Back to Basics

Previously my only programming experiance was in Delphi’s Object Pascal. Now I also have Delphi’s Prism for mono which is C# and is basically equal to the free MonoDevelopment package, as well as Delphi’s Prism in Visual Studio 2010 which allows the use of the Oxygene language from RemObjects which is a hybrid Object Pascal editor resulting in what I’m pretty sure is C# NET code. As your application requires C# and I have to either learn that language or use the RemObjects VS 2010 solution, can anyone help me with making the right choice to begin with? Any replies will be greatly appreaciated!


Thanx for the great info! I did not expect so much. But you did not say which compiler/DIE you use. I guess Mono 3.0 or Visual Studio Express 2010 for C# are the only choices I have unless Unity comes with its own. Does it?

I started myself with Pascal (17 years ago) and moved then to Delphi (around 2000). I never heard of prism or oxygen yet. Sounds interesting but it’s not suitable for Unity. While it’s possible to create .NET assemblies in any .NET language it’s a horrible workflow since you can’t test immediately in Unity. You need always to create an assembly and copy it into the Unity project.

I recommend learning C#. It seems you’re already a skilled programmer so it shouldn’t be that hard to switch. Have you any experience with a C-style language (C, C++, Javascript, …)? That would simplify the language change. What i found the most irritating when i learned C++ (my switch away from Delphi) was the operator syntax. However most languages that are based on C syntax have the same or almost the same set of operators.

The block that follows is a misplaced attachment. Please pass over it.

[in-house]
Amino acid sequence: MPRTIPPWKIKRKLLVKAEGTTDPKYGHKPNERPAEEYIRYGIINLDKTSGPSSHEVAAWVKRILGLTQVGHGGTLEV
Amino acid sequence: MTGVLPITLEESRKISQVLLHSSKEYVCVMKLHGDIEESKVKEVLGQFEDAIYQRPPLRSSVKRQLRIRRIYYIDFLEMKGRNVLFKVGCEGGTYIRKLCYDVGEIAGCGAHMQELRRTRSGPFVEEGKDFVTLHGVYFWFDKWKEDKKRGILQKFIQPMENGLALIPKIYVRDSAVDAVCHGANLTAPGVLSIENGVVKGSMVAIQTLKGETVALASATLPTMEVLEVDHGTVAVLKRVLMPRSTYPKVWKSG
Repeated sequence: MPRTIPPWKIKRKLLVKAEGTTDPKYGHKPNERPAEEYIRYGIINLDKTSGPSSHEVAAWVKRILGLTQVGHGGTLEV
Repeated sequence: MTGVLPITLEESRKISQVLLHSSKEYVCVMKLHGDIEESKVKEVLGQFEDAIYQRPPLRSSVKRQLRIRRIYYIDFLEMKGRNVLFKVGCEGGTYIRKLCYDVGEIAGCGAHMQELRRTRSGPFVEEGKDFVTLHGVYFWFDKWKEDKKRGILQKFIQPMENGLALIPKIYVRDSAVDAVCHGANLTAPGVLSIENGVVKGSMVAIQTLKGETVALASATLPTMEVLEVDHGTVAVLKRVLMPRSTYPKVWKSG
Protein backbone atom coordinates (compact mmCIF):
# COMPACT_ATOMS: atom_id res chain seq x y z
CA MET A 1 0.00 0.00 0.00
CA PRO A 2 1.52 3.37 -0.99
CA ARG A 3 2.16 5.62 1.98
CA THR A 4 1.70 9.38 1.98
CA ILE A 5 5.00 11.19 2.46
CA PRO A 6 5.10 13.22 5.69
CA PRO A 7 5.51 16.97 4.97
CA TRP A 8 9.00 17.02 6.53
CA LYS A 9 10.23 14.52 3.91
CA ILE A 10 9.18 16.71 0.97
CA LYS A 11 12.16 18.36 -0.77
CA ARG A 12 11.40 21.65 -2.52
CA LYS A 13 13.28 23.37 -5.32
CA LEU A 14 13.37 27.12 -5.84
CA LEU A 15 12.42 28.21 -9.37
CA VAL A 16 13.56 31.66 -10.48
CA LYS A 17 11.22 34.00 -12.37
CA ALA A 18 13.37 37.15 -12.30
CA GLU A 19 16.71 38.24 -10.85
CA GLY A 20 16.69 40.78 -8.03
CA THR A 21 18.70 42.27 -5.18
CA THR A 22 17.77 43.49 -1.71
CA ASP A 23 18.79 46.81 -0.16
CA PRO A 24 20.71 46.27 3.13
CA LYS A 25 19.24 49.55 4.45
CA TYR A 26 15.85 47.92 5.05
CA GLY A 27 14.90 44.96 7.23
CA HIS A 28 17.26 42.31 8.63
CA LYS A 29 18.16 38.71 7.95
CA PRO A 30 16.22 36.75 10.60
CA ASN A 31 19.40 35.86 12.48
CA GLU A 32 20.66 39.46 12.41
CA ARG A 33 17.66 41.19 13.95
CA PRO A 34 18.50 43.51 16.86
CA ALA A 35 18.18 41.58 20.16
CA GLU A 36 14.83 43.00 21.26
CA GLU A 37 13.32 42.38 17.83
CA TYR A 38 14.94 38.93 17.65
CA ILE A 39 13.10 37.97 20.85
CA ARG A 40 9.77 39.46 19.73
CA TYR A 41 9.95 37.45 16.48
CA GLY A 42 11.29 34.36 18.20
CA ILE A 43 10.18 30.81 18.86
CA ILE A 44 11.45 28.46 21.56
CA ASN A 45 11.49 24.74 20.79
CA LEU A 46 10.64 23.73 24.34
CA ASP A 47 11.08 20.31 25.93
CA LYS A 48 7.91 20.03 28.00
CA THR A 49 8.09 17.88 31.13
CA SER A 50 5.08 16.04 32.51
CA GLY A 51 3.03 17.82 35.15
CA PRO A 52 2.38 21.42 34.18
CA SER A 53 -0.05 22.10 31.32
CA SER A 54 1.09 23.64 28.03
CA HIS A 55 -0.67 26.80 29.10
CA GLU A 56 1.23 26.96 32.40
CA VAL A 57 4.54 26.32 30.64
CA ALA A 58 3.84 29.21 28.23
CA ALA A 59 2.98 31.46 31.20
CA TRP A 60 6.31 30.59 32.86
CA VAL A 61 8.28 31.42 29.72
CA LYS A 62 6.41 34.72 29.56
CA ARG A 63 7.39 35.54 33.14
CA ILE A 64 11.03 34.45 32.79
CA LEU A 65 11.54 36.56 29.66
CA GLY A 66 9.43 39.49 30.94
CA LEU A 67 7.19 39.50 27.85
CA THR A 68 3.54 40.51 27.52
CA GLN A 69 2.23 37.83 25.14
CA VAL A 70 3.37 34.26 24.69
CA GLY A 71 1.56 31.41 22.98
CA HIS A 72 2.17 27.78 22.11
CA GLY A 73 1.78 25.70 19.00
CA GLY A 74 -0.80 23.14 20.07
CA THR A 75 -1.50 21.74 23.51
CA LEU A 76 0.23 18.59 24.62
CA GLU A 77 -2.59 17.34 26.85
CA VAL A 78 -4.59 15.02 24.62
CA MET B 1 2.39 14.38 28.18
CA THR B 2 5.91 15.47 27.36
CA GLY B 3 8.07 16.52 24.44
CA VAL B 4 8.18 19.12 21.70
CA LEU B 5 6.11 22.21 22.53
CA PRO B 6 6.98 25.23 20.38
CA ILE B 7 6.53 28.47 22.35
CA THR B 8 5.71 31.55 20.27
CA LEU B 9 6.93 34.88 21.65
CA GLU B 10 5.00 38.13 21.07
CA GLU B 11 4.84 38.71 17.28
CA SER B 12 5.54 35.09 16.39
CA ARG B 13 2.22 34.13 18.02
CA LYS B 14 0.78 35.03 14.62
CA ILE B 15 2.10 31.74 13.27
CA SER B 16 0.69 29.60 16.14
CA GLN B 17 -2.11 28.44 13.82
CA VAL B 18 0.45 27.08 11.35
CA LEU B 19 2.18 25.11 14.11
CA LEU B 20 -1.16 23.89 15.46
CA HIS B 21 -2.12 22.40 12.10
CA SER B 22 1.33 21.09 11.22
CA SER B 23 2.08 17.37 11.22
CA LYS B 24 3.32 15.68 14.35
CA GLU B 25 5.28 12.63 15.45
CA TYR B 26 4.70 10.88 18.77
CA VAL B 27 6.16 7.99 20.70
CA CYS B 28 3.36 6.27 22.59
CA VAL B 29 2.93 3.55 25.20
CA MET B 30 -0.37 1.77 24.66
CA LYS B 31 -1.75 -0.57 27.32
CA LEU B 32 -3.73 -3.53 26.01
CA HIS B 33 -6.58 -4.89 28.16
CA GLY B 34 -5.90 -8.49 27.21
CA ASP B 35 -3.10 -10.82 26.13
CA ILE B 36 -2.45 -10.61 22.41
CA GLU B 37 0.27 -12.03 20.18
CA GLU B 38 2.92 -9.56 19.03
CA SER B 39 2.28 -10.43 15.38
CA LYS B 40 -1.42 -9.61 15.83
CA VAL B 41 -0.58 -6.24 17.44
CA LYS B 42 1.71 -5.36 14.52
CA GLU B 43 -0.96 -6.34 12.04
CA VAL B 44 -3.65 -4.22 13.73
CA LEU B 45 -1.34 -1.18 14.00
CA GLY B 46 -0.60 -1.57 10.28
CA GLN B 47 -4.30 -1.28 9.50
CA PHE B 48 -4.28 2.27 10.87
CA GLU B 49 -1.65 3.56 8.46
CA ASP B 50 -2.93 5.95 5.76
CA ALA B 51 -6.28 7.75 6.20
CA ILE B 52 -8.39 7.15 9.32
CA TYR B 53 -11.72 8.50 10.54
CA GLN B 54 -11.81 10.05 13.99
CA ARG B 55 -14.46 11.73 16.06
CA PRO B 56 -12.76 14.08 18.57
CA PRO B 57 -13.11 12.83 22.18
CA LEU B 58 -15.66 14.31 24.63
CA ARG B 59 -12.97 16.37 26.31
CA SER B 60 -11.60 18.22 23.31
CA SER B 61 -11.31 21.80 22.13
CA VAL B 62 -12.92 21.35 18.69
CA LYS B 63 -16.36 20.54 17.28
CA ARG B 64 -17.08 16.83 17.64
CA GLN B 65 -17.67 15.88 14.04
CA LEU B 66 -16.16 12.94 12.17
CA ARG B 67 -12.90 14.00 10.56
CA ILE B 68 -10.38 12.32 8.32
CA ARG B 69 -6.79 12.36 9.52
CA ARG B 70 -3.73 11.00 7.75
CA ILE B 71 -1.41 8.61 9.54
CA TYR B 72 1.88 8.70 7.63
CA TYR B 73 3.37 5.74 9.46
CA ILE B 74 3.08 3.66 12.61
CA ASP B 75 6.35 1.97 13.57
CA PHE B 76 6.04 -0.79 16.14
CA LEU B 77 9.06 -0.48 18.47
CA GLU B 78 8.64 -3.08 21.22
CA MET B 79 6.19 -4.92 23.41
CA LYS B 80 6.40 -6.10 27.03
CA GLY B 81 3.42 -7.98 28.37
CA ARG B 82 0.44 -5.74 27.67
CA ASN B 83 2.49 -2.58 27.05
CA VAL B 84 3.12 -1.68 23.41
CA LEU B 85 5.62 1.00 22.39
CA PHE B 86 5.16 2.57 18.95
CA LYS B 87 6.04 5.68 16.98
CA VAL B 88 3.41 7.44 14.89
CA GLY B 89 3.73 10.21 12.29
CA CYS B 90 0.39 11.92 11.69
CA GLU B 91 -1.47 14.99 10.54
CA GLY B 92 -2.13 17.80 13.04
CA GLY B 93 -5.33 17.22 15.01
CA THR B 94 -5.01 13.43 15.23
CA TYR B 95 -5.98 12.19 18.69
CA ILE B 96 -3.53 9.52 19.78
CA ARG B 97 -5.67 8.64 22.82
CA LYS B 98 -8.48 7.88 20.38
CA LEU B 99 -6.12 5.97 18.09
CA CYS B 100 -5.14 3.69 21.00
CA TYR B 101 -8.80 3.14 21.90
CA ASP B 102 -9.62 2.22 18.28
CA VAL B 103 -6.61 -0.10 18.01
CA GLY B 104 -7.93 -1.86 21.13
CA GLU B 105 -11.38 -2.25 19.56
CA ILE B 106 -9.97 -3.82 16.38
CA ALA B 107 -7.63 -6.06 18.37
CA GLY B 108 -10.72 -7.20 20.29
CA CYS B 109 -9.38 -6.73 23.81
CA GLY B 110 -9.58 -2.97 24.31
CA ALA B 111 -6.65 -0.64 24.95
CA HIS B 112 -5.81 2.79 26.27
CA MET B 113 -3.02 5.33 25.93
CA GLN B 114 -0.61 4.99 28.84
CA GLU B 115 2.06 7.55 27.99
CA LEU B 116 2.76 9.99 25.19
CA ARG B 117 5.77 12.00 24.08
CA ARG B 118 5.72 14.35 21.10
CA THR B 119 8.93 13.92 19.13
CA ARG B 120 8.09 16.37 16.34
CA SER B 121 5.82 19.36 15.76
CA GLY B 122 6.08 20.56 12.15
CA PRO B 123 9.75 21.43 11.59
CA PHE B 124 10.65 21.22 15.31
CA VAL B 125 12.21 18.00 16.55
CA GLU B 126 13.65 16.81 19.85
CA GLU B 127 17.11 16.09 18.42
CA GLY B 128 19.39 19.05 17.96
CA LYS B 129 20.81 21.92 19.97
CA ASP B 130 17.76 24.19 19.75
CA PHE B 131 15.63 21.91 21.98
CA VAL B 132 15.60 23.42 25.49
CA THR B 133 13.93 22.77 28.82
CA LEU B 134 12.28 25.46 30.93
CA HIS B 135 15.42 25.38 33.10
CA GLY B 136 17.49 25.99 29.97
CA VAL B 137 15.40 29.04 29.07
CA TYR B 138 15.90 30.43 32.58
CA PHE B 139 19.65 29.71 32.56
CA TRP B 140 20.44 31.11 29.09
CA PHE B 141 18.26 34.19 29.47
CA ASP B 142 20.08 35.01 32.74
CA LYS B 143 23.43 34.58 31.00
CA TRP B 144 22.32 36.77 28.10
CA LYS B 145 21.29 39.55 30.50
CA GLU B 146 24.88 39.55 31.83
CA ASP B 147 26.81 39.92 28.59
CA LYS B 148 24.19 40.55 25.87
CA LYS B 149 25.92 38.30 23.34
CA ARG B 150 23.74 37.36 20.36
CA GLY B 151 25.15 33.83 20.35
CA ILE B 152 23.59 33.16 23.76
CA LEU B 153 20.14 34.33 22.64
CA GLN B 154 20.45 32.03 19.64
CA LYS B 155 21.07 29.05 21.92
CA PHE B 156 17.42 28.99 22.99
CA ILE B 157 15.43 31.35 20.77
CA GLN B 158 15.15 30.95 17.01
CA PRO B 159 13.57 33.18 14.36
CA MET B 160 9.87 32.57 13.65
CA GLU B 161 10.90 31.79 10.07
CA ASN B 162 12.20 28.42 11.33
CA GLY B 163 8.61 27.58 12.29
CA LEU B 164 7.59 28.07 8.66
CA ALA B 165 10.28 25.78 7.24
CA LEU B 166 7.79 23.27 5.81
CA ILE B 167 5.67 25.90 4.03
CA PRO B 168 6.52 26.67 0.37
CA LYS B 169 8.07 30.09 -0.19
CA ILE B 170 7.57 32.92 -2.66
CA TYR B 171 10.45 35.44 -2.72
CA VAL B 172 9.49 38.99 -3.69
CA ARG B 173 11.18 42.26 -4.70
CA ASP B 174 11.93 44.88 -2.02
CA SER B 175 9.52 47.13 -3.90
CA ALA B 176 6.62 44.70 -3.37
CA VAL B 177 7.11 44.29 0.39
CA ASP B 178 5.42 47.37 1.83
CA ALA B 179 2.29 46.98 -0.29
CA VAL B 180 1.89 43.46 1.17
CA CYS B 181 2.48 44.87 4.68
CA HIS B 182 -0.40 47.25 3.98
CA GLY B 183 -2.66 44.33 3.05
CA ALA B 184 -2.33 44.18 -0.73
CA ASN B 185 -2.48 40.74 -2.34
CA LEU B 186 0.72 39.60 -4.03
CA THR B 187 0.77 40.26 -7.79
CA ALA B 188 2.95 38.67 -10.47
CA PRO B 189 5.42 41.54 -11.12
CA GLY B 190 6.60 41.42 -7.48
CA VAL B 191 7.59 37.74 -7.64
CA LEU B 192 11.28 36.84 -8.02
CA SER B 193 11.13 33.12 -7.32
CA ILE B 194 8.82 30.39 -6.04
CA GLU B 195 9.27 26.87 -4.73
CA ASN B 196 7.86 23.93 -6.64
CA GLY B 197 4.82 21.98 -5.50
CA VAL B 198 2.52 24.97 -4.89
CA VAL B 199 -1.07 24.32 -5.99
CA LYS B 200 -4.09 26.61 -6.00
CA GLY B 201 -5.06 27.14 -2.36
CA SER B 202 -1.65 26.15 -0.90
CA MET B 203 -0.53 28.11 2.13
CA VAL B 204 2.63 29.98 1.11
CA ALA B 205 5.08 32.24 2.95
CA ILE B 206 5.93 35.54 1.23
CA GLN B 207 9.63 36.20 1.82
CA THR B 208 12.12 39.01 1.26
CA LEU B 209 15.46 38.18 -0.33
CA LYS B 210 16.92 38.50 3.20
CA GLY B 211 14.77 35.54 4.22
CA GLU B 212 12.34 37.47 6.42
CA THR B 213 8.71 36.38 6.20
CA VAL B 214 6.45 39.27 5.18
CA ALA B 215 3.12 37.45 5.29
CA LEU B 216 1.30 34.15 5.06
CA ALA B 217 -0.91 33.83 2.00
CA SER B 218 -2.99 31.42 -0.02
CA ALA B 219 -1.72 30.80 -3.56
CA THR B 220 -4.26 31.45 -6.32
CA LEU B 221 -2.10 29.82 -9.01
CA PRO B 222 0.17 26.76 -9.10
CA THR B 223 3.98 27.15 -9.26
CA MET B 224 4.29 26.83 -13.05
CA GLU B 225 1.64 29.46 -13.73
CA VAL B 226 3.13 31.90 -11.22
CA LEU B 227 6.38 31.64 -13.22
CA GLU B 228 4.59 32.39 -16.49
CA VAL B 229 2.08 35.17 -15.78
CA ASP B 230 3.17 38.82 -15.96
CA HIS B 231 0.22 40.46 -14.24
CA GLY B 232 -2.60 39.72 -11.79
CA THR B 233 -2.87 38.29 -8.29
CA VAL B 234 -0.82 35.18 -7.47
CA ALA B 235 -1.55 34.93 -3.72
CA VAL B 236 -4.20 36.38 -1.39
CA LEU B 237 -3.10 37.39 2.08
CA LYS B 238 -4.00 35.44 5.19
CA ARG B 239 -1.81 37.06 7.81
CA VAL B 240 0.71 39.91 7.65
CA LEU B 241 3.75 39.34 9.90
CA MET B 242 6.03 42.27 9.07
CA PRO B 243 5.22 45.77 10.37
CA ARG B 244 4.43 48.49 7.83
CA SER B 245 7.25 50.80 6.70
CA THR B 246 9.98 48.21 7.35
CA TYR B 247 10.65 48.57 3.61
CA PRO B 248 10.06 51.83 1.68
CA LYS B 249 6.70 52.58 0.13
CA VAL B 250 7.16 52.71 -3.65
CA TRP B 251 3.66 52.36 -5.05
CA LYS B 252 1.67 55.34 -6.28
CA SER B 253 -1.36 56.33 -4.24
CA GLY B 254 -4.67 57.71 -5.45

A quick overview:

operator              Delphi    C#
assignment            :=        =
equally               =         ==
inequally             <>        !=
logical NOT           not       !
logical AND           and       &&
logical OR            or        ||
bitshift left         shl       <<
bitshift right        shr       >>
bitwise AND           and       &
bitwise OR            or        |
bitwise XOR           xor       ^
bitwise NOT           not       ~
increment             inc(x)    x++    or  ++x
decrement             dec(x)    x--    or  x--

In C# there are some more operators. For most operators there are combined operators available:

combined              equals
x += 5                x = x + 5
x >>= 2               x = x >> 2

Another difference is that each statement has also a return type of some kind. Even an assignment has as expression value the value that has been assigned. That’s why those things are possible:

x = y = 5;
Y = x++;

There are two kinds of increment operators, pre and post increment. As the name says one is executed before the expression value is evaluated the other afterwards.

int x = 5;
y = x++;    // y will be 5 x will be 6
y = ++x;    // y and x will be 7

Variable declarations look like this:

[access modifier][static] TYPE NAME [= INITVALUE];

== optional

C# also supports the var keyword which allows you to omit the type. However when you use it you have to assign an init value to it. This way the compiler can determine the type. This is called type inference.

var i = 0;   // will be an int-variable

There’s actually no difference beteen a function or a procedure. a procedure just have as return type “void”.

void MyProcedure()
    // do something

Calling a function always requires the brackets:


Returning a value from a function is only possible with the return statement:

int MyFunction(int a, int b)
    return a + b;

In C# you can’t declare global functions or variables. This is only possible in a class.

That should be enough to get started :wink: Well there’s a lot more i could talk about but i’m tired now :smiley: